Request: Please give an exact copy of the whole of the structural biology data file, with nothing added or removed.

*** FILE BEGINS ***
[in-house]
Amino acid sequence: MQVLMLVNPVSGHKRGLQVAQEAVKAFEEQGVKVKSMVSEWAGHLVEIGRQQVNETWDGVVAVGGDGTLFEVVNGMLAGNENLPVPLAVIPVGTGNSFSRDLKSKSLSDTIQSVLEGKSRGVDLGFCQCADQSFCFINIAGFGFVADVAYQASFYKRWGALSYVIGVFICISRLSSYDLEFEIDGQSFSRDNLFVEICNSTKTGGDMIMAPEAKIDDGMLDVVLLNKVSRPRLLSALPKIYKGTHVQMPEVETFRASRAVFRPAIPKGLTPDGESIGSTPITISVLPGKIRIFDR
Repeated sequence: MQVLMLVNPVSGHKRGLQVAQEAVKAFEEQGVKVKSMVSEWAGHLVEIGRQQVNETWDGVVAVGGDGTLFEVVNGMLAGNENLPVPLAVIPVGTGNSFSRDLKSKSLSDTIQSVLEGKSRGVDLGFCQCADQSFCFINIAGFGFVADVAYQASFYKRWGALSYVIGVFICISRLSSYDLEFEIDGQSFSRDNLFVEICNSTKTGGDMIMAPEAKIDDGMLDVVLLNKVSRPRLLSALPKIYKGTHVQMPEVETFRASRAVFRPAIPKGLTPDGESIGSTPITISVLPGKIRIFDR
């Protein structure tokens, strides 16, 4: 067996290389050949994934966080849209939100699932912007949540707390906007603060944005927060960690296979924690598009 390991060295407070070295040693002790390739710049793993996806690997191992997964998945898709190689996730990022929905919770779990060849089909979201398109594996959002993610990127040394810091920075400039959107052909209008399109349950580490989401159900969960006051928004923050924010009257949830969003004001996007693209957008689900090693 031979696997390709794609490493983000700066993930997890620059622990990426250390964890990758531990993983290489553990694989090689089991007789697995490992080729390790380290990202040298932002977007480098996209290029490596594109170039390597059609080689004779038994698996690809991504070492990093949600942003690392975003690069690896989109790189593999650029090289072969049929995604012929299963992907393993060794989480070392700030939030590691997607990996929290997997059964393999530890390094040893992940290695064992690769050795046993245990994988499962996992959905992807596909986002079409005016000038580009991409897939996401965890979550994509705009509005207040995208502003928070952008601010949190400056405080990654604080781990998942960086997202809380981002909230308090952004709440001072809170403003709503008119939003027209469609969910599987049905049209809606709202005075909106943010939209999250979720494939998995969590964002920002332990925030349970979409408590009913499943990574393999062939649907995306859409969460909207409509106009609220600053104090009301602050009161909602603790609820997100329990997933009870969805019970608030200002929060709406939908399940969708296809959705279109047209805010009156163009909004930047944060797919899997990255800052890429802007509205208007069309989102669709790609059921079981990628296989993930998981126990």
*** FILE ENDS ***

[in-house]
Amino acid sequence: MQVLMLVNPVSGHKRGLQVAQEAVKAFEEQGVKVKSMVSEWAGHLVEIGRQQVNETWDGVVAVGGDGTLFEVVNGMLAGNENLPVPLAVIPVGTGNSFSRDLKSKSLSDTIQSVLEGKSRGVDLGFCQCADQSFCFINIAGFGFVADVAYQASFYKRWGALSYVIGVFICISRLSSYDLEFEIDGQSFSRDNLFVEICNSTKTGGDMIMAPEAKIDDGMLDVVLLNKVSRPRLLSALPKIYKGTHVQMPEVETFRASRAVFRPAIPKGLTPDGESIGSTPITISVLPGKIRIFDR
Repeated sequence: MQVLMLVNPVSGHKRGLQVAQEAVKAFEEQGVKVKSMVSEWAGHLVEIGRQQVNETWDGVVAVGGDGTLFEVVNGMLAGNENLPVPLAVIPVGTGNSFSRDLKSKSLSDTIQSVLEGKSRGVDLGFCQCADQSFCFINIAGFGFVADVAYQASFYKRWGALSYVIGVFICISRLSSYDLEFEIDGQSFSRDNLFVEICNSTKTGGDMIMAPEAKIDDGMLDVVLLNKVSRPRLLSALPKIYKGTHVQMPEVETFRASRAVFRPAIPKGLTPDGESIGSTPITISVLPGKIRIFDR
């Protein structure tokens, strides 16, 4: 067996290389050949994934966080849209939100699932912007949540707390906007603060944005927060960690296979924690598009 390991060295407070070295040693002790390739710049793993996806690997191992997964998945898709190689996730990022929905919770779990060849089909979201398109594996959002993610990127040394810091920075400039959107052909209008399109349950580490989401159900969960006051928004923050924010009257949830969003004001996007693209957008689900090693 031979696997390709794609490493983000700066993930997890620059622990990426250390964890990758531990993983290489553990694989090689089991007789697995490992080729390790380290990202040298932002977007480098996209290029490596594109170039390597059609080689004779038994698996690809991504070492990093949600942003690392975003690069690896989109790189593999650029090289072969049929995604012929299963992907393993060794989480070392700030939030590691997607990996929290997997059964393999530890390094040893992940290695064992690769050795046993245990994988499962996992959905992807596909986002079409005016000038580009991409897939996401965890979550994509705009509005207040995208502003928070952008601010949190400056405080990654604080781990998942960086997202809380981002909230308090952004709440001072809170403003709503008119939003027209469609969910599987049905049209809606709202005075909106943010939209999250979720494939998995969590964002920002332990925030349970979409408590009913499943990574393999062939649907995306859409969460909207409509106009609220600053104090009301602050009161909602603790609820997100329990997933009870969805019970608030200002929060709406939908399940969708296809959705279109047209805010009156163009909004930047944060797919899997990255800052890429802007509205208007069309989102669709790609059921079981990628296989993930998981126990």